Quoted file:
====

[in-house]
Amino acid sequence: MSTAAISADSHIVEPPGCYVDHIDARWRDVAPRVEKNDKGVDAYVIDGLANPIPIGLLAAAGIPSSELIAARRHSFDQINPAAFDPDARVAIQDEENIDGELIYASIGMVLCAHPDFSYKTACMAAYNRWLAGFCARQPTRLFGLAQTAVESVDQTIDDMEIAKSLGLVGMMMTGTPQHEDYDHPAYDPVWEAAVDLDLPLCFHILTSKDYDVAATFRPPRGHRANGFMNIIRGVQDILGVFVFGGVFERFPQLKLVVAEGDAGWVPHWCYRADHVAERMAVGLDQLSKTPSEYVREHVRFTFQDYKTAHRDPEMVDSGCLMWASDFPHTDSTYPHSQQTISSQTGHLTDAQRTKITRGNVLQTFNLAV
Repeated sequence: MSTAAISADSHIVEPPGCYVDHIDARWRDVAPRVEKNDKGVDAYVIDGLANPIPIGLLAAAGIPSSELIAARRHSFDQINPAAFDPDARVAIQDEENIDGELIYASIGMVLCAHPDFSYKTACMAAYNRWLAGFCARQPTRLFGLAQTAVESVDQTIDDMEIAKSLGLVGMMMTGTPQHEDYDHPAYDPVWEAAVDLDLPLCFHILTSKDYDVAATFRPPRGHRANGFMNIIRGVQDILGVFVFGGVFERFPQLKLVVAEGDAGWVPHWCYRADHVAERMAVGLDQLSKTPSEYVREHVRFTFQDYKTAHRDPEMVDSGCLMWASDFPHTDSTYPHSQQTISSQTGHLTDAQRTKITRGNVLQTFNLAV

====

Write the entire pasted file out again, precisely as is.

[in-house]
Amino acid sequence: MSTAAISADSHIVEPPGCYVDHIDARWRDVAPRVEKNDKGVDAYVIDGLANPIPIGLLAAAGIPSSELIAARRHSFDQINPAAFDPDARVAIQDEENIDGELIYASIGMVLCAHPDFSYKTACMAAYNRWLAGFCARQPTRLFGLAQTAVESVDQTIDDMEIAKSLGLVGMMMTGTPQHEDYDHPAYDPVWEAAVDLDLPLCFHILTSKDYDVAATFRPPRGHRANGFMNIIRGVQDILGVFVFGGVFERFPQLKLVVAEGDAGWVPHWCYRADHVAERMAVGLDQLSKTPSEYVREHVRFTFQDYKTAHRDPEMVDSGCLMWASDFPHTDSTYPHSQQTISSQTGHLTDAQRTKITRGNVLQTFNLAV
Repeated sequence: MSTAAISADSHIVEPPGCYVDHIDARWRDVAPRVEKNDKGVDAYVIDGLANPIPIGLLAAAGIPSSELIAARRHSFDQINPAAFDPDARVAIQDEENIDGELIYASIGMVLCAHPDFSYKTACMAAYNRWLAGFCARQPTRLFGLAQTAVESVDQTIDDMEIAKSLGLVGMMMTGTPQHEDYDHPAYDPVWEAAVDLDLPLCFHILTSKDYDVAATFRPPRGHRANGFMNIIRGVQDILGVFVFGGVFERFPQLKLVVAEGDAGWVPHWCYRADHVAERMAVGLDQLSKTPSEYVREHVRFTFQDYKTAHRDPEMVDSGCLMWASDFPHTDSTYPHSQQTISSQTGHLTDAQRTKITRGNVLQTFNLAV